Don’t worry, they’ve got Thin Mints: Supply chain shortages hit the Girl Scouts

Be prepared. And be flexible: Girl Scout leaders warn that “the whole graham cracker chocolate and marshmallow thing, it’s not happening at all.”

| 16 Mar 2022 | 11:51

It’s finally March, and you know that that means.

No, I don’t mean March Madness or Saint Patrick’s Day. Ladies and gentlemen, it’s Girl Scout cookie-selling season.

The pandemic years have been hard on our Girl Scouts. First came the decrease in cookie sales. Now there’s a shortage of certain ingredients needed to bake their nationally beloved cookies.

But the Girl Scouts are nothing short of determined. I mean, have you seen those badges?

The Covid years

“I can talk cookies in my sleep!”

Jessica Delp is the director of Product Program and Retail at the Girl Scouts in the Heart of Pennsylvania, which covers 30 counties in central Pennsylvania, including Pike County. Their 2020 cookie season made it just under the wire.

“Back in 2020 we had our large cookie deliveries in early March,” said Delp. “A couple days after two million packages of Girl Scout cookies were distributed to girls and volunteers, Governor Wolf shut down the state. The girls could not physically get those packages to their customers, and we couldn’t do booths, so it was a unique challenge.”

So they did what everyone else in 2020 had to do – pivot.

Local Girl Scout troops used digital forms instead of their usual paper ones. They found contactless ways to deliver orders, dropping them off on porches, stuffing them into mailboxes and bins, arranging socially distant meet-ups for large orders – you name it.

“And we actually sold 1.94 million packages of Girl Scout packages amid that chaos,” said Delp.

Jennifer Donohue is director of marketing and communications at Girl Scouts Heart of the Hudson, a council that serves seven counties in New York’s Hudson Valley, including Orange County.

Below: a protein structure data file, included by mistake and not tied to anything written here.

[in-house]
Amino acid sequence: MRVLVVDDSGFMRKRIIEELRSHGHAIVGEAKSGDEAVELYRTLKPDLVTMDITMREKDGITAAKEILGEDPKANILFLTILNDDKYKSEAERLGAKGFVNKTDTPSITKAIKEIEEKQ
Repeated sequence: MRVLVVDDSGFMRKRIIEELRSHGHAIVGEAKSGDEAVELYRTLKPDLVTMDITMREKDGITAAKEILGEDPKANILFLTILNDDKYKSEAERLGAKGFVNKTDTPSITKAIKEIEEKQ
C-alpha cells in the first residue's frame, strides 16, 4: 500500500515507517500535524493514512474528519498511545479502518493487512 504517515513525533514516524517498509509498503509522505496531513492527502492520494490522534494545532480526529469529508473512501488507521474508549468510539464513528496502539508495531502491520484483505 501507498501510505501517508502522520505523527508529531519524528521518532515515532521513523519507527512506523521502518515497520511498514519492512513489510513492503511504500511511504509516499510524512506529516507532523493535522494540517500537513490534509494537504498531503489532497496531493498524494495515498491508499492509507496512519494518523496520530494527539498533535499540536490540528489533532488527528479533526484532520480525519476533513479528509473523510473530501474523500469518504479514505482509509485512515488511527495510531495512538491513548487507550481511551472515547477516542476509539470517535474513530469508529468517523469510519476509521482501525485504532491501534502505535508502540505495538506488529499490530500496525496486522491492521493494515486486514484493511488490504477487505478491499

“Our cookie delivery was delayed in 2020,” she said. “Usually the cookies will come in around April, but they didn’t come until May due to Covid protocols. But they were able to safely deliver the cookies to the troop without much disruption.”

Many of the old Girl Scout programs were restored in 2021, like cookie-selling booths in both indoor and outdoor facilities. It brought a bit of normalcy to the troops, even though only half of their usual locations allowed them to return.

“And this year has a little more sense of that normalcy,” said Delp. “But now we’re faced with production challenges.”

S’mores no more

Everyone has their favorite Girl Scout cookie. Was yours affected by this year’s supply chain shortages?

If it’s S’mores, you are out of luck. They are almost completely unavailable. The other most-affected cookie is a new one this year, the Adventureful – a brownie and caramel-infused cookie creation widely expected to be the Girl Scouts’ new hit.

“It stems from supply chains from our baker, which is Little Brownie Baker,” said Donohue. “As of right now, we do not have the S’mores cookies available, and our new Adventureful cookie is only available for girl delivery. So if you’re looking for that, you have to actually know a girl.”

Little Brownie Baker has supplied Girl Scout cookies for decades and is one of only two suppliers of their cookies. Their labor shortage is the main reason for the cookie shortage.

Chareese Harper leads two Girl Scout troops in Wallkill, N.Y., Troop 122 and Troop 099.

“It’s been a nightmare,” she said.

Her troops are the only ones in Wallkill to still sell cookies, which has added stress to the season. In 2020, Harper spent two weeks hand-delivering packages to cookie customers Middletown, Pine Bush, and Goshen.

Now with S’mores and Adventurefuls in short supply, Harper said it’s disappointing to tell her troops that the opportunity to sell more cookies is limited. “The whole graham cracker chocolate and marshmallow thing, it’s not happening at all,” said Harper.

And even though a poll by You.Gov stated that the S’mores cookies were the least popular out of the Girl Scouts selection, with only 3% of Americans saying it was their favorite, Harper said it’s highly popular around the local area. “If you put those cookies in the microwave, they really do taste like S’mores.”